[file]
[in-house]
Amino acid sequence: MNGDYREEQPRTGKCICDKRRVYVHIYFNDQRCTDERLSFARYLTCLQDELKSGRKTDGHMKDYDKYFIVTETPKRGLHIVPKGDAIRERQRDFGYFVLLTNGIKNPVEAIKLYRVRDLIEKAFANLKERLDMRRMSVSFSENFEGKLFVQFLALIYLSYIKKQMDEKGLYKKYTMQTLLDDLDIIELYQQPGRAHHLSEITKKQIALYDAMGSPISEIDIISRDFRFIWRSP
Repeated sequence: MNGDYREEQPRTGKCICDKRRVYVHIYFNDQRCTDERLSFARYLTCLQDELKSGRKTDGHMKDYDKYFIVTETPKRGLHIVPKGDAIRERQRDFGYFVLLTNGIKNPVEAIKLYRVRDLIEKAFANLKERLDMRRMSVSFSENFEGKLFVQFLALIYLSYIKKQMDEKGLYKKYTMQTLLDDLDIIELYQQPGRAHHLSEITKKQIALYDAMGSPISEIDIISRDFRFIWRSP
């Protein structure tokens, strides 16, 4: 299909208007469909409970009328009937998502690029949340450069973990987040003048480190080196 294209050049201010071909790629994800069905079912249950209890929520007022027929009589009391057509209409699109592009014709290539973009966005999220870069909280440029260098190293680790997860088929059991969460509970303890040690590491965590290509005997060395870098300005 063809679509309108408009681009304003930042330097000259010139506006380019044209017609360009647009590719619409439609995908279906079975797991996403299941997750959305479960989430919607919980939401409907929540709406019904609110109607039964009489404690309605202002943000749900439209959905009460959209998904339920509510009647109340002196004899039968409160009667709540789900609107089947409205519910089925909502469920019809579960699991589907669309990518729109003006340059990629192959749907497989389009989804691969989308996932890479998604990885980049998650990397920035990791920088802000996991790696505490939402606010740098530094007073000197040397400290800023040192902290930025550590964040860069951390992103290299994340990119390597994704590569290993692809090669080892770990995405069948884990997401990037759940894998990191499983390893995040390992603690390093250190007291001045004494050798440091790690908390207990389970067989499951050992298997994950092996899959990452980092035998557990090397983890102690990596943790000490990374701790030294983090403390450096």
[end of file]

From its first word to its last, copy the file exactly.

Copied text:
[in-house]
Amino acid sequence: MNGDYREEQPRTGKCICDKRRVYVHIYFNDQRCTDERLSFARYLTCLQDELKSGRKTDGHMKDYDKYFIVTETPKRGLHIVPKGDAIRERQRDFGYFVLLTNGIKNPVEAIKLYRVRDLIEKAFANLKERLDMRRMSVSFSENFEGKLFVQFLALIYLSYIKKQMDEKGLYKKYTMQTLLDDLDIIELYQQPGRAHHLSEITKKQIALYDAMGSPISEIDIISRDFRFIWRSP
Repeated sequence: MNGDYREEQPRTGKCICDKRRVYVHIYFNDQRCTDERLSFARYLTCLQDELKSGRKTDGHMKDYDKYFIVTETPKRGLHIVPKGDAIRERQRDFGYFVLLTNGIKNPVEAIKLYRVRDLIEKAFANLKERLDMRRMSVSFSENFEGKLFVQFLALIYLSYIKKQMDEKGLYKKYTMQTLLDDLDIIELYQQPGRAHHLSEITKKQIALYDAMGSPISEIDIISRDFRFIWRSP
């Protein structure tokens, strides 16, 4: 299909208007469909409970009328009937998502690029949340450069973990987040003048480190080196 294209050049201010071909790629994800069905079912249950209890929520007022027929009589009391057509209409699109592009014709290539973009966005999220870069909280440029260098190293680790997860088929059991969460509970303890040690590491965590290509005997060395870098300005 063809679509309108408009681009304003930042330097000259010139506006380019044209017609360009647009590719619409439609995908279906079975797991996403299941997750959305479960989430919607919980939401409907929540709406019904609110109607039964009489404690309605202002943000749900439209959905009460959209998904339920509510009647109340002196004899039968409160009667709540789900609107089947409205519910089925909502469920019809579960699991589907669309990518729109003006340059990629192959749907497989389009989804691969989308996932890479998604990885980049998650990397920035990791920088802000996991790696505490939402606010740098530094007073000197040397400290800023040192902290930025550590964040860069951390992103290299994340990119390597994704590569290993692809090669080892770990995405069948884990997401990037759940894998990191499983390893995040390992603690390093250190007291001045004494050798440091790690908390207990389970067989499951050992298997994950092996899959990452980092035998557990090397983890102690990596943790000490990374701790030294983090403390450096």